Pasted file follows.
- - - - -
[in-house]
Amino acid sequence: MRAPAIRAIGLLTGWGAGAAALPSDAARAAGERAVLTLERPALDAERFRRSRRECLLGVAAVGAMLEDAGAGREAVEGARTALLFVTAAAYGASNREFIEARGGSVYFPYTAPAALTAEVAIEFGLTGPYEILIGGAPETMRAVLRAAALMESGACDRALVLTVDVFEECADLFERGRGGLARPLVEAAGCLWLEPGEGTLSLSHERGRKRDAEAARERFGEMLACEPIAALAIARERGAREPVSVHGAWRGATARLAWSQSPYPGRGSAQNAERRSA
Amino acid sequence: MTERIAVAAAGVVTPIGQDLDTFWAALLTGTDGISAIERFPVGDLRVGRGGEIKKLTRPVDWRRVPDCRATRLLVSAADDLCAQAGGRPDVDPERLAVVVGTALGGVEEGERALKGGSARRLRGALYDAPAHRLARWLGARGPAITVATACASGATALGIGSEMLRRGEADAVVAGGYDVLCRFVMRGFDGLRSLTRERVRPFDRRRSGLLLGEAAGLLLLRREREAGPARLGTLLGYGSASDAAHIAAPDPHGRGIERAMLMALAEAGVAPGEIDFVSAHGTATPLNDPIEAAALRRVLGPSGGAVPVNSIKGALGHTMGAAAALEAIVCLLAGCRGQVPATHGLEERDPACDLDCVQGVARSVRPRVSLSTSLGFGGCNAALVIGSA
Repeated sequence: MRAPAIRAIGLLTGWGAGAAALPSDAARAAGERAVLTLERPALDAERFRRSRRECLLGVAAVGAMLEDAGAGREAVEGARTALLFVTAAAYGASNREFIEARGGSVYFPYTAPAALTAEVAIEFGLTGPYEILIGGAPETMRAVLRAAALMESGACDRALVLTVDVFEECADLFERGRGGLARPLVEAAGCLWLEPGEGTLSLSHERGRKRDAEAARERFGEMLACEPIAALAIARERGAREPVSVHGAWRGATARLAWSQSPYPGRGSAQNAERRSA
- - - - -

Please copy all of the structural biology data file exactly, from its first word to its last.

[in-house]
Amino acid sequence: MRAPAIRAIGLLTGWGAGAAALPSDAARAAGERAVLTLERPALDAERFRRSRRECLLGVAAVGAMLEDAGAGREAVEGARTALLFVTAAAYGASNREFIEARGGSVYFPYTAPAALTAEVAIEFGLTGPYEILIGGAPETMRAVLRAAALMESGACDRALVLTVDVFEECADLFERGRGGLARPLVEAAGCLWLEPGEGTLSLSHERGRKRDAEAARERFGEMLACEPIAALAIARERGAREPVSVHGAWRGATARLAWSQSPYPGRGSAQNAERRSA
Amino acid sequence: MTERIAVAAAGVVTPIGQDLDTFWAALLTGTDGISAIERFPVGDLRVGRGGEIKKLTRPVDWRRVPDCRATRLLVSAADDLCAQAGGRPDVDPERLAVVVGTALGGVEEGERALKGGSARRLRGALYDAPAHRLARWLGARGPAITVATACASGATALGIGSEMLRRGEADAVVAGGYDVLCRFVMRGFDGLRSLTRERVRPFDRRRSGLLLGEAAGLLLLRREREAGPARLGTLLGYGSASDAAHIAAPDPHGRGIERAMLMALAEAGVAPGEIDFVSAHGTATPLNDPIEAAALRRVLGPSGGAVPVNSIKGALGHTMGAAAALEAIVCLLAGCRGQVPATHGLEERDPACDLDCVQGVARSVRPRVSLSTSLGFGGCNAALVIGSA
Repeated sequence: MRAPAIRAIGLLTGWGAGAAALPSDAARAAGERAVLTLERPALDAERFRRSRRECLLGVAAVGAMLEDAGAGREAVEGARTALLFVTAAAYGASNREFIEARGGSVYFPYTAPAALTAEVAIEFGLTGPYEILIGGAPETMRAVLRAAALMESGACDRALVLTVDVFEECADLFERGRGGLARPLVEAAGCLWLEPGEGTLSLSHERGRKRDAEAARERFGEMLACEPIAALAIARERGAREPVSVHGAWRGATARLAWSQSPYPGRGSAQNAERRSA